THE UK’s top energy generators are estimated to make more than £170 billion in excess profits over the next two years, leaked analysis from the Treasury has revealed.

The leak, reported in Bloomberg News, reportedly showed that about 40% of excess profits are set handed to the major power producers as energy providers are hit with rising wholesale costs.

The unpublished analysis shows the scale of excess profits, which is the difference between predicted profits and what the energy firms could have expected to make based on price projections from before Russia’s invasion of Ukraine.

The Treasury said: "We don't recognise this analysis."

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A UK Government spokesperson said: "The Government has been clear that it wants to see the oil and gas sector reinvest its profits to support the economy, jobs, and the UK’s energy security.

"We also expect our newly introduced Energy Profits Levy to raise an extra £5bn pounds in its first year to help pay for our £37bn support package for households."

Opposition parties hit out at the revelation, calling such profits during a cost-of-living crisis "obscene" and "vulgar".

Scottish Labour Energy spokesperson Colin Smyth said “It is obscene that oil and gas giants will be making these eye-watering profits when people are being forced to choose between heating and eating. 

“The Tories need to stop protecting these excessive profits and wake up to the scale of the crisis we face by backing Labour’s plans to extend the windfall tax and stop the catastrophic price hikes coming down the line.”

Scottish Green MSP Maggie Chapman said: "This is utterly obscene. Energy companies are raking in record profits while millions of their customers are being plunged into poverty and being forced to choose between freezing and starving. Some won't even have that choice - they'll suffer both. It is extreme greed and symptomatic of a broken system. 

"Even a fraction of the money they these companies are pulling in could make a transformative difference to our country and our communities.

"The windfall tax that Rishi Sunak introduced was not fit for purpose. It was set far too low and gave companies a rebate if they increased North Sea drilling. By reversing the price cap rise and taxing wealth properly we can fund the just transition that we need and invest in the renewable jobs of the future.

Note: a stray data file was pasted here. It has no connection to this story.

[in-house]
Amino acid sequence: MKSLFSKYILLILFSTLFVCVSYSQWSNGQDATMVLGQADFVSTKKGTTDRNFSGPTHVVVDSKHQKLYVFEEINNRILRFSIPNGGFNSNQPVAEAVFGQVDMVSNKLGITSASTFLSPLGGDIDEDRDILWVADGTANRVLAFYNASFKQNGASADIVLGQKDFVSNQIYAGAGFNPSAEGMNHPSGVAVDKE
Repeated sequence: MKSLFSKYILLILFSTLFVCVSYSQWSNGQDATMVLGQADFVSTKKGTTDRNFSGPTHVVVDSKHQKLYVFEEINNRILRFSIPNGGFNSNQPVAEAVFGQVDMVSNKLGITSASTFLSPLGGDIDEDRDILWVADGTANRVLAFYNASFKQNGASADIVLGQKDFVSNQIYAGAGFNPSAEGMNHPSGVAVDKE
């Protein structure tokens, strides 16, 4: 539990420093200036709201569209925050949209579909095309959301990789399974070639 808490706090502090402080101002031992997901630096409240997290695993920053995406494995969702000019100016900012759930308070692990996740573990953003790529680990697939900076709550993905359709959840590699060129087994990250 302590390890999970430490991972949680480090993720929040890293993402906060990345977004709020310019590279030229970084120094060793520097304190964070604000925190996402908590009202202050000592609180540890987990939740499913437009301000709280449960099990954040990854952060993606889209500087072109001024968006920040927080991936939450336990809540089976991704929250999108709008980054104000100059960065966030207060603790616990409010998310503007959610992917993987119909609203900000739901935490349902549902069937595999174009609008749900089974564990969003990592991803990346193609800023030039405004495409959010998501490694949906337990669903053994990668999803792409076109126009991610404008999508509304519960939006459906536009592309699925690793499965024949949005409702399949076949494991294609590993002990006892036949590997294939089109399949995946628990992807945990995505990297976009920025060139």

"With the powers of independence we can take the companies into public ownership and ensure we have a system that works for people and planet rather than one that exists to further enrich a small number of already wealthy and powerful people."

Scottish Liberal Democrat economy spokesperson Willie Rennie MSP said: “As millions struggle to heat their homes and feed their families, these figures are utterly vulgar. 

“Scottish Liberal Democrats have been long-standing advocates for a full windfall tax.

“The UK government should cancel the rise to the energy price cap and finance this cancellation through a windfall tax on the profits of oil and gas companies. 

“Scottish Liberal Democrats would also introduce an emergency nationwide insulation programme to help bring down bills further.”   

The leak follows increased scrutiny over the huge profits announced by some large energy producers amid the cost-of-living crisis.

There are increasing calls for another windfall tax on these profits after Ofgem announced the price cap will hit more than £3500 in October.

And there are warnings the average yearly household energy price could soar to more than £5000 in 2023.

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This has led to calls for a price cap freeze, with a protest at Ofgem's office in Glasgow last week urging the UK Government to scrap late fees and halt price rises.

The regulator’s chief executive Jonathan Brearley has urged the incoming prime minister and new Cabinet “to provide an additional and urgent response to continued surging energy prices”, but the Government is waiting for the new Conservative leader to be in place before announcing further support.

The Bank of England has forecast that higher gas prices will push inflation above 13% by the end of the year, while Citigroup last week warned it could hit 18.6% in January, the highest in almost half a century.

Some experts are even predicting inflation could surge past 20% in the UK as the energy crisis mounts.